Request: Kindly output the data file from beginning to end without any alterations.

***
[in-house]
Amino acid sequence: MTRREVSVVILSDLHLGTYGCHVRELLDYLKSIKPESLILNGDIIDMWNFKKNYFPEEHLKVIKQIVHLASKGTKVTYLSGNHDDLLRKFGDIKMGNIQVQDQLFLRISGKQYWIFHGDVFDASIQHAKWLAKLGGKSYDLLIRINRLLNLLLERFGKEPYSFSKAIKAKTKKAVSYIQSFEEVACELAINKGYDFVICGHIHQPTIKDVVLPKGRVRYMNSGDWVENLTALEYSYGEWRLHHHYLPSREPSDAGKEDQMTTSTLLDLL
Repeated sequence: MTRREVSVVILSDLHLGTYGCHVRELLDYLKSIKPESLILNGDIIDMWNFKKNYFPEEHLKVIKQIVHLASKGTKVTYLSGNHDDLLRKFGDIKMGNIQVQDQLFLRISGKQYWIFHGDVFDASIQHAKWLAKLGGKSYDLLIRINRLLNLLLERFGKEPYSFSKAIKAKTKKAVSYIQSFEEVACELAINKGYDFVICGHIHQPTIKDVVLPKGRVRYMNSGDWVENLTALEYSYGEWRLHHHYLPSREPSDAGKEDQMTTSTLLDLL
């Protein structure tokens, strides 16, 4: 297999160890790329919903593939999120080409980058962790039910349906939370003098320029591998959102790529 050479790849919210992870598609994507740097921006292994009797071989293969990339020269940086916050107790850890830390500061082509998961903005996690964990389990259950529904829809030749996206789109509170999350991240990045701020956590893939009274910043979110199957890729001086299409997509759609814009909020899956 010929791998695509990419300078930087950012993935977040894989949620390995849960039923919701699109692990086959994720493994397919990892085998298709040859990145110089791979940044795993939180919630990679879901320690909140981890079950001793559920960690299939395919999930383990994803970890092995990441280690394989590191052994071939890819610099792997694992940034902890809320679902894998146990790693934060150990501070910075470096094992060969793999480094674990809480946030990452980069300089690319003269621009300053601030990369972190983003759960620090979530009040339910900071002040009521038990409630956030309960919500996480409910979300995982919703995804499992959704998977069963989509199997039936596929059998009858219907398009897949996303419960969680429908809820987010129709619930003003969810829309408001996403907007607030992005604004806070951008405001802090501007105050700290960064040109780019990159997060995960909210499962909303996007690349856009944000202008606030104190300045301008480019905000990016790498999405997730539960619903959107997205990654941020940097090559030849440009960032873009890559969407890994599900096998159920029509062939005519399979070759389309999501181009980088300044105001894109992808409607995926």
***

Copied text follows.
[in-house]
Amino acid sequence: MTRREVSVVILSDLHLGTYGCHVRELLDYLKSIKPESLILNGDIIDMWNFKKNYFPEEHLKVIKQIVHLASKGTKVTYLSGNHDDLLRKFGDIKMGNIQVQDQLFLRISGKQYWIFHGDVFDASIQHAKWLAKLGGKSYDLLIRINRLLNLLLERFGKEPYSFSKAIKAKTKKAVSYIQSFEEVACELAINKGYDFVICGHIHQPTIKDVVLPKGRVRYMNSGDWVENLTALEYSYGEWRLHHHYLPSREPSDAGKEDQMTTSTLLDLL
Repeated sequence: MTRREVSVVILSDLHLGTYGCHVRELLDYLKSIKPESLILNGDIIDMWNFKKNYFPEEHLKVIKQIVHLASKGTKVTYLSGNHDDLLRKFGDIKMGNIQVQDQLFLRISGKQYWIFHGDVFDASIQHAKWLAKLGGKSYDLLIRINRLLNLLLERFGKEPYSFSKAIKAKTKKAVSYIQSFEEVACELAINKGYDFVICGHIHQPTIKDVVLPKGRVRYMNSGDWVENLTALEYSYGEWRLHHHYLPSREPSDAGKEDQMTTSTLLDLL
């Protein structure tokens, strides 16, 4: 297999160890790329919903593939999120080409980058962790039910349906939370003098320029591998959102790529 050479790849919210992870598609994507740097921006292994009797071989293969990339020269940086916050107790850890830390500061082509998961903005996690964990389990259950529904829809030749996206789109509170999350991240990045701020956590893939009274910043979110199957890729001086299409997509759609814009909020899956 010929791998695509990419300078930087950012993935977040894989949620390995849960039923919701699109692990086959994720493994397919990892085998298709040859990145110089791979940044795993939180919630990679879901320690909140981890079950001793559920960690299939395919999930383990994803970890092995990441280690394989590191052994071939890819610099792997694992940034902890809320679902894998146990790693934060150990501070910075470096094992060969793999480094674990809480946030990452980069300089690319003269621009300053601030990369972190983003759960620090979530009040339910900071002040009521038990409630956030309960919500996480409910979300995982919703995804499992959704998977069963989509199997039936596929059998009858219907398009897949996303419960969680429908809820987010129709619930003003969810829309408001996403907007607030992005604004806070951008405001802090501007105050700290960064040109780019990159997060995960909210499962909303996007690349856009944000202008606030104190300045301008480019905000990016790498999405997730539960619903959107997205990654941020940097090559030849440009960032873009890559969407890994599900096998159920029509062939005519399979070759389309999501181009980088300044105001894109992808409607995926």